Sunday, October 31, 2010

Halloween: the great debate

It's funny how jacked up people get over Halloween. No matter how these things once started, they have evolved! We are part of the group who has fun on this day. As I type this, my one-eyed husband is all dressed up in a pirate suit, ready to scare the little kids... or not. He isn't that scary! But he has a wonderful sense of humor and he loves to have fun. So we celebrate, not with haunted houses or creepy devilish anything, just fun and candy and enjoying the presence of little children coming to the door for a treat.

Friday, October 29, 2010

Poetry Friday: Blank Beauty by Judith Pordon

My students in Writers' Workshop loved this:

Blank Beauty by Judith Pordon

Beautiful blank pages
kiss our
with backgrounds
that demand precision.
Our black letters cross
on tightrope lines,
without wavering
across deep invisible currents.
These beautiful blank pages
are promises of our
Our gentlest strokes
of darkness upon light.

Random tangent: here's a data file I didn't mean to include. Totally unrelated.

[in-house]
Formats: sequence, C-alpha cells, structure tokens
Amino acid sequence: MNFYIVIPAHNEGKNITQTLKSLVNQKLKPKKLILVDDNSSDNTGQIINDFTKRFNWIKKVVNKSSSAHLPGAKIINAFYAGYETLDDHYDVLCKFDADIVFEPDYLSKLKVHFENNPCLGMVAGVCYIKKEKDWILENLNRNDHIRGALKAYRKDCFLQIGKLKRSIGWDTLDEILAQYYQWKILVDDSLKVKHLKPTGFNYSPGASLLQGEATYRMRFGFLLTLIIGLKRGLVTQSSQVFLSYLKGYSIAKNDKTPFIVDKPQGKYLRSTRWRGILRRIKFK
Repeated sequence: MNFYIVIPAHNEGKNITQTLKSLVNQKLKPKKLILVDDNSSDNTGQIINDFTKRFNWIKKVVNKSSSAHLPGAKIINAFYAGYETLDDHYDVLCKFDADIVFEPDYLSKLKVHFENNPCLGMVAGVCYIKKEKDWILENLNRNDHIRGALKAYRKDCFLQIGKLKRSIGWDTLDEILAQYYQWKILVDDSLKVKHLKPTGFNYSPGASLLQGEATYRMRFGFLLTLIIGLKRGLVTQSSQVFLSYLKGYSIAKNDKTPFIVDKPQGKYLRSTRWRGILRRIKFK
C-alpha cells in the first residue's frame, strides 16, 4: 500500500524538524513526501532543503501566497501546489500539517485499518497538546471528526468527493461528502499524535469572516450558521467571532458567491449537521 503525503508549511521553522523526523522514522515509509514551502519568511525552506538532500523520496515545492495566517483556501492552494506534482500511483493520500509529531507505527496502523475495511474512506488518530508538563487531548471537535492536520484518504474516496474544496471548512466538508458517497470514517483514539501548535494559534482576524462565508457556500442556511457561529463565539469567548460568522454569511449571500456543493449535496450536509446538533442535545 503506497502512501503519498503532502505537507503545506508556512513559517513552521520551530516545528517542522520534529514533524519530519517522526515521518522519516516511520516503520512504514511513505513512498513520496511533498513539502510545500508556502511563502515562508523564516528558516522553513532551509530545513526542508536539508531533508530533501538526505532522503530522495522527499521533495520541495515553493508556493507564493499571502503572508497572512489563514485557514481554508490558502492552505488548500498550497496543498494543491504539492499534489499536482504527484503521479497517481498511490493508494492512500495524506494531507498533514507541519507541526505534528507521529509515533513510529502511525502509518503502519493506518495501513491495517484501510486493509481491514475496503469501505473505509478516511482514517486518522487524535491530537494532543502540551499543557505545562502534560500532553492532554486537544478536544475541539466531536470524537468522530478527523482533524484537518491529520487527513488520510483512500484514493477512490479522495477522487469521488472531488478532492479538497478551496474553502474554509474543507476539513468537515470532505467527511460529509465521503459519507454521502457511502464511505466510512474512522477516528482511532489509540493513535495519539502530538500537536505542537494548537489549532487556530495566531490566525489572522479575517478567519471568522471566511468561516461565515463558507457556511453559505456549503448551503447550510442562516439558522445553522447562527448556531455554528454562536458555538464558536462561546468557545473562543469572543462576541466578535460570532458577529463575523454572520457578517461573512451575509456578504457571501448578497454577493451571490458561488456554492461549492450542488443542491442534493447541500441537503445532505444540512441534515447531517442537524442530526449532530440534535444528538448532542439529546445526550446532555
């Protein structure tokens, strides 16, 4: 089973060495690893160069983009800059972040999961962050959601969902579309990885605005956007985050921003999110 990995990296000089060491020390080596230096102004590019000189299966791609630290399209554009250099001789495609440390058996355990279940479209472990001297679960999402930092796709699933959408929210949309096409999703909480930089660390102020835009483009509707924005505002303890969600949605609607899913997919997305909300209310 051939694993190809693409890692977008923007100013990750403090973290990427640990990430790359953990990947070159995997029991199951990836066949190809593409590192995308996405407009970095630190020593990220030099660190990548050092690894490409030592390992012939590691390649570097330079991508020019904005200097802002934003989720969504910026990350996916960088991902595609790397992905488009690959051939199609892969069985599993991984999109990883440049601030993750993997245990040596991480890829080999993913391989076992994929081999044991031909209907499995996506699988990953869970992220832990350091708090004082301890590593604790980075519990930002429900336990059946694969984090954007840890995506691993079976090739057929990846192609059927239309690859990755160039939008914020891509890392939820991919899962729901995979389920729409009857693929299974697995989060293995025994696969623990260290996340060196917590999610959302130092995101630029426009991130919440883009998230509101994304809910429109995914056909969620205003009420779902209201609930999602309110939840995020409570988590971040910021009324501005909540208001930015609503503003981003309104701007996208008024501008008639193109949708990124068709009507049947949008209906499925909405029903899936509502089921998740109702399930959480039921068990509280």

Thursday, October 28, 2010

My Book Club

Like many junior high schools, ours is set up so we teach our core classes in the morning. Bible is first and then all the history, math, English, and science follows. The afternoons begin with an enrichment class, one of four: Spanish, Pacific Northwest History, Writers' Workshop, and Applied Science. All student take each of these as a one-semester class at some time during the two years of junior high. Grade levels are not an issue and the seventh graders love being in class with the eighth graders. We used to have enrichment classes three days a week (MWF) with fun classes called electives on Tuesdays and Thursdays. But it just didn't work. I really needed continuity for Writers' Workshop. My students sometimes just lost their train of thought when they had to wait so long for class. Plus, most of the track meets were on Fridays so the Spring was awful!

Last year I proposed a change. We would teach our enrichment classes every day, five days a week for seven weeks and then devote the last thirteen to fourteen days of every quarter to electives. And it works! Quite well! Each teacher is asked to do two of four electives during the year and parents volunteer for the remaining classes. Usually I facilitate a chess room first quarter and the word game room third quarter. But this year I wanted something different. I wanted a book club. So I put it out there, thinking of all the special girls who would sign up to read Pride and Prejudice with me! Imagine my shock at having six boys in my group - not a girl to behold! P-n-P would obviously need to be replaced.